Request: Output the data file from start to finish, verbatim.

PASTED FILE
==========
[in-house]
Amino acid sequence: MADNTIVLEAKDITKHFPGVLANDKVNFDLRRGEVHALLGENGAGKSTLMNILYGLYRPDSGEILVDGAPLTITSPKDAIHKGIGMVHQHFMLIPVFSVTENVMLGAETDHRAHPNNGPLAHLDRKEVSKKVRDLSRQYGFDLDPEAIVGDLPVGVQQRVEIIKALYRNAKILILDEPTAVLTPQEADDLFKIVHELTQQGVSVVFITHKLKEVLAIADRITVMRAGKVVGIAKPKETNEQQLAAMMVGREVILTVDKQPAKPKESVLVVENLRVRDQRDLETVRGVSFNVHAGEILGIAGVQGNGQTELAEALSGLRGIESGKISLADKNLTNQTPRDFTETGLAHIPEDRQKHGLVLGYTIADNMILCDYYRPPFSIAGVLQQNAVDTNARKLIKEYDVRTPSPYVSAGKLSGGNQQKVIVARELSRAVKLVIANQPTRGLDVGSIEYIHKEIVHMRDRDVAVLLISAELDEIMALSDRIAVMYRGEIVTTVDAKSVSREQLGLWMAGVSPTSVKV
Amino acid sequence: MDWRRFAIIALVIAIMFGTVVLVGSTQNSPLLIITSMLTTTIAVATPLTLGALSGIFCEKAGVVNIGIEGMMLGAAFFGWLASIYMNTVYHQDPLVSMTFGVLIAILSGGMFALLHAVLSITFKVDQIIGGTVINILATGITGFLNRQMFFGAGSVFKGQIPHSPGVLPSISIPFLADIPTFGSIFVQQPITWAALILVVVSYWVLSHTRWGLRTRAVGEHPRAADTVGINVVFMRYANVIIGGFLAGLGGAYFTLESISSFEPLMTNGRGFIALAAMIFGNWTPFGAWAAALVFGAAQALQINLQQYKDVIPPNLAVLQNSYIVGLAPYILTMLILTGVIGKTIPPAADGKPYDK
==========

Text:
[in-house]
Amino acid sequence: MADNTIVLEAKDITKHFPGVLANDKVNFDLRRGEVHALLGENGAGKSTLMNILYGLYRPDSGEILVDGAPLTITSPKDAIHKGIGMVHQHFMLIPVFSVTENVMLGAETDHRAHPNNGPLAHLDRKEVSKKVRDLSRQYGFDLDPEAIVGDLPVGVQQRVEIIKALYRNAKILILDEPTAVLTPQEADDLFKIVHELTQQGVSVVFITHKLKEVLAIADRITVMRAGKVVGIAKPKETNEQQLAAMMVGREVILTVDKQPAKPKESVLVVENLRVRDQRDLETVRGVSFNVHAGEILGIAGVQGNGQTELAEALSGLRGIESGKISLADKNLTNQTPRDFTETGLAHIPEDRQKHGLVLGYTIADNMILCDYYRPPFSIAGVLQQNAVDTNARKLIKEYDVRTPSPYVSAGKLSGGNQQKVIVARELSRAVKLVIANQPTRGLDVGSIEYIHKEIVHMRDRDVAVLLISAELDEIMALSDRIAVMYRGEIVTTVDAKSVSREQLGLWMAGVSPTSVKV
Amino acid sequence: MDWRRFAIIALVIAIMFGTVVLVGSTQNSPLLIITSMLTTTIAVATPLTLGALSGIFCEKAGVVNIGIEGMMLGAAFFGWLASIYMNTVYHQDPLVSMTFGVLIAILSGGMFALLHAVLSITFKVDQIIGGTVINILATGITGFLNRQMFFGAGSVFKGQIPHSPGVLPSISIPFLADIPTFGSIFVQQPITWAALILVVVSYWVLSHTRWGLRTRAVGEHPRAADTVGINVVFMRYANVIIGGFLAGLGGAYFTLESISSFEPLMTNGRGFIALAAMIFGNWTPFGAWAAALVFGAAQALQINLQQYKDVIPPNLAVLQNSYIVGLAPYILTMLILTGVIGKTIPPAADGKPYDK